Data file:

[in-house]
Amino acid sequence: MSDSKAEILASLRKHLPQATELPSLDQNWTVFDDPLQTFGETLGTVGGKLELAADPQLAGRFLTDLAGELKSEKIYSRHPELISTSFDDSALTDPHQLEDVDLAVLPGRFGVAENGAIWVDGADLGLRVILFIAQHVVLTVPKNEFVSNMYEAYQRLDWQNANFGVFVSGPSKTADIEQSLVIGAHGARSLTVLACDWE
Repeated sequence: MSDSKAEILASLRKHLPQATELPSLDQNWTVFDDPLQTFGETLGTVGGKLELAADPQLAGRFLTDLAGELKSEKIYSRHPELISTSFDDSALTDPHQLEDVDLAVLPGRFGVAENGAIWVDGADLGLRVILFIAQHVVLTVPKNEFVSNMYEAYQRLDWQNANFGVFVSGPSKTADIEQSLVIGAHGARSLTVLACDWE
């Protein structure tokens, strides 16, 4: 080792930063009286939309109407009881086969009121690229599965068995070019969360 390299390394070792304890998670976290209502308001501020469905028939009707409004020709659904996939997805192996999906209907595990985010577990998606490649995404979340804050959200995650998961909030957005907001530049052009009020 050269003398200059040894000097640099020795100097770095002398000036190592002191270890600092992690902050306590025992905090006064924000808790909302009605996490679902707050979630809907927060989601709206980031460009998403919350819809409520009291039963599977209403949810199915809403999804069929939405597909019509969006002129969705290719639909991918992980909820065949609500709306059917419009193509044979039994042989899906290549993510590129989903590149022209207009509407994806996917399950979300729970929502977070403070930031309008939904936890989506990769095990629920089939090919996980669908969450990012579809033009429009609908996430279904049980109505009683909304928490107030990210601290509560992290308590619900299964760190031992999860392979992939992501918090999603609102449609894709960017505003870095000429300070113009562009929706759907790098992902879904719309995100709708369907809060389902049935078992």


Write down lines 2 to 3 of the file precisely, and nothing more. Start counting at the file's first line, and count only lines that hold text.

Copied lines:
Amino acid sequence: MSDSKAEILASLRKHLPQATELPSLDQNWTVFDDPLQTFGETLGTVGGKLELAADPQLAGRFLTDLAGELKSEKIYSRHPELISTSFDDSALTDPHQLEDVDLAVLPGRFGVAENGAIWVDGADLGLRVILFIAQHVVLTVPKNEFVSNMYEAYQRLDWQNANFGVFVSGPSKTADIEQSLVIGAHGARSLTVLACDWE
Repeated sequence: MSDSKAEILASLRKHLPQATELPSLDQNWTVFDDPLQTFGETLGTVGGKLELAADPQLAGRFLTDLAGELKSEKIYSRHPELISTSFDDSALTDPHQLEDVDLAVLPGRFGVAENGAIWVDGADLGLRVILFIAQHVVLTVPKNEFVSNMYEAYQRLDWQNANFGVFVSGPSKTADIEQSLVIGAHGARSLTVLACDWE